25:14  Jesus is the man about to go on a long journey.  Many were assuming that Christ would be on earth forever as the Messiah.  They were hoping that this was the time He would restore the kingdom of David.  Their expectations and preconceived ideas blinded them to the life and teachings of Jesus.  He is now in Jerusalem telling them this is the end of life as they have known it for a couple years, but not the final end.  He has to go away.  After His resurrection many faithful believers were hoping that Jesus would return and set up His kingdom before they died in the 1st Century.

 

25:15  All disciples are servants of Christ and have opportunities to do good.  Each servant receives what the Lord decides to give him.  Some receive more opportunities than others.  No two are the same.

 

This landowner was very generous and had a lot of faith in his servants.  In verses 21 & 23 he says they were faithful over little.  His little was over $1,000,000.  It illustrates for us the resources and generosity of God.  The owner was taking a big risk by not being more explicit with his instructions.  Think of the instructions you have to give your children when you are going out of the house for a few minutes.  I left the renters of our farm several pages of instructions.  This landowner is putting a lot of trust in these servants.

 

Watchfulness is not a life of ease but growing and developing the resources God has given us.

 

25:16  The one the Master expected the most from did not disappoint him.  Immediately he took off to invest.  He doubled the Master’s investment.  It does not say if he had any time to retire or take a cruise.  It does say that both the first two gave equal effort to their task.  They both worked as hard as they could.  The results were different, but the effort was the same.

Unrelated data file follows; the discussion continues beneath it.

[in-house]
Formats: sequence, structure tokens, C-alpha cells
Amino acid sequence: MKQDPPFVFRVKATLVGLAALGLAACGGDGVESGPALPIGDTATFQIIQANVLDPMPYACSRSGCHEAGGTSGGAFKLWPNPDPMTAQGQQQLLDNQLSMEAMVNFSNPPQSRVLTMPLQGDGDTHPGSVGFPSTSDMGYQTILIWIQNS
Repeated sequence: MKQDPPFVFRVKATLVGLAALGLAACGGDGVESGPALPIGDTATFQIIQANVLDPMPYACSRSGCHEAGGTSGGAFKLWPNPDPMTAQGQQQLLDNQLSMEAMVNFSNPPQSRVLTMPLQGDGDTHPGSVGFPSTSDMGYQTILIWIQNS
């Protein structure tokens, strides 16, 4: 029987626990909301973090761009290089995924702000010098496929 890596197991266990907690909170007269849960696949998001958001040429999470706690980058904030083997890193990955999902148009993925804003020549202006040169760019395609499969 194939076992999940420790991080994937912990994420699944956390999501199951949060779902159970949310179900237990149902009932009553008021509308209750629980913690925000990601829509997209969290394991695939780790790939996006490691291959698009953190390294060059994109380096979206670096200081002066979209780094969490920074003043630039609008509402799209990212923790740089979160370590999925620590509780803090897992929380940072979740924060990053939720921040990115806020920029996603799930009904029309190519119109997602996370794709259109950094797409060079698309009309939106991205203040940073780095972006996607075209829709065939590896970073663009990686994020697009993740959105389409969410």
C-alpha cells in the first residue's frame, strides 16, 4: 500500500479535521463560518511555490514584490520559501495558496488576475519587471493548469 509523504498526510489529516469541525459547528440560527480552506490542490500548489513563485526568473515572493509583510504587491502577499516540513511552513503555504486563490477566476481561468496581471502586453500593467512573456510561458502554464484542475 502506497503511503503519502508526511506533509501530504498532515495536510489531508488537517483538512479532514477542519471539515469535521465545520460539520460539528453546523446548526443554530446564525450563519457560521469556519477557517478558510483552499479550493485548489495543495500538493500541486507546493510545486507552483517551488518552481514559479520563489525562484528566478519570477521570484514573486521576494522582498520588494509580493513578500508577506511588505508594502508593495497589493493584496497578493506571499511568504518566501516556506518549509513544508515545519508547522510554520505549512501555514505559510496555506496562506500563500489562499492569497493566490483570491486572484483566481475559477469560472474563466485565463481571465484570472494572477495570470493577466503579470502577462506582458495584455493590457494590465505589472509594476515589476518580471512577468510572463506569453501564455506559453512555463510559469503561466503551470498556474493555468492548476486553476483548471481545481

25:17  They both wasted no time in getting to work.  Their activity indicated their attitude.  So it is with us.  What we take time to do, tells the world what we are.  What motivates us to do things tells us who we are.  You will get a clue to the kind of person you are by thinking about what motivates you.  What things do you forget to do and what do you remember?

 

25:18  The third servant did not do anything right away.  He decided to think about it a while.  He may have other things he wanted to do.  He was quite a talker.  It was easier to think up an excuse than it was to work.  “It was easier to ask forgiveness than to ask permission.”  Do you resemble that remark?  He decided the landowner was gone so he was not going to work either.  He was cautious and frugal.  He was afraid of the landowner.  He did not know the Master very well.  He was not going to take any chances.  He did not want to risk failure.  He did not want to be ridiculed or suffer shame so he would play it safe.  Do you find it easier to come up with an excuse than to do what you ought to do?

 

25:19  Jesus is coming again.  But a period of time will elapse.  Testing is necessary.  All things belong to Him.  The talents are still His.  The earth is the Lord’s and the fullness thereof and He will expect an accounting when He returns.  We also belong to the Lord.  These buildings and grounds are to be used for the Lord.  Maybe when you get to heaven, Jesus will play a video and remind you of every candy wrapper you dropped or picked up.  Maybe you will have to read all the notes you wrote in church.  He will expect an accounting of what you did and what you should have done.

 

25:20,22  The first 2 servants realized they had been given a trust.  The owner had trusted them and they gratefully reported with joy.  They were unequally successful, but equally faithful.  They were equally diligent.  They were equal in welcome and reward.  The joy of the Lord is the same for both.

 

25:21,23  Look what the owner told the first 2 servants.  Two things God requires of servants; goodness in character and faithfulness in service.  That is the same as James tells us.  “This is pure religion and undefiled to visit widows and orphans and keep oneself unstained by the world.” (James 1:27)

 

They were not commended for being clever, quick, talented, or industrious, only faithful in what they had been given.  Notice the reward.  If you want joy, real joy, use the skills you have for Jesus’ sake.

 

25:24  When we do not have pure motives in our hearts, it is interesting how we judge others.  “I knew you were a hard man.”  He did not really know the owner, but judged the owner by his own heart.  Actually the owner had sown very generously.  “You scattered no chaff.”  That is what the servants were expected to do.  “You didn’t get down and dirty.”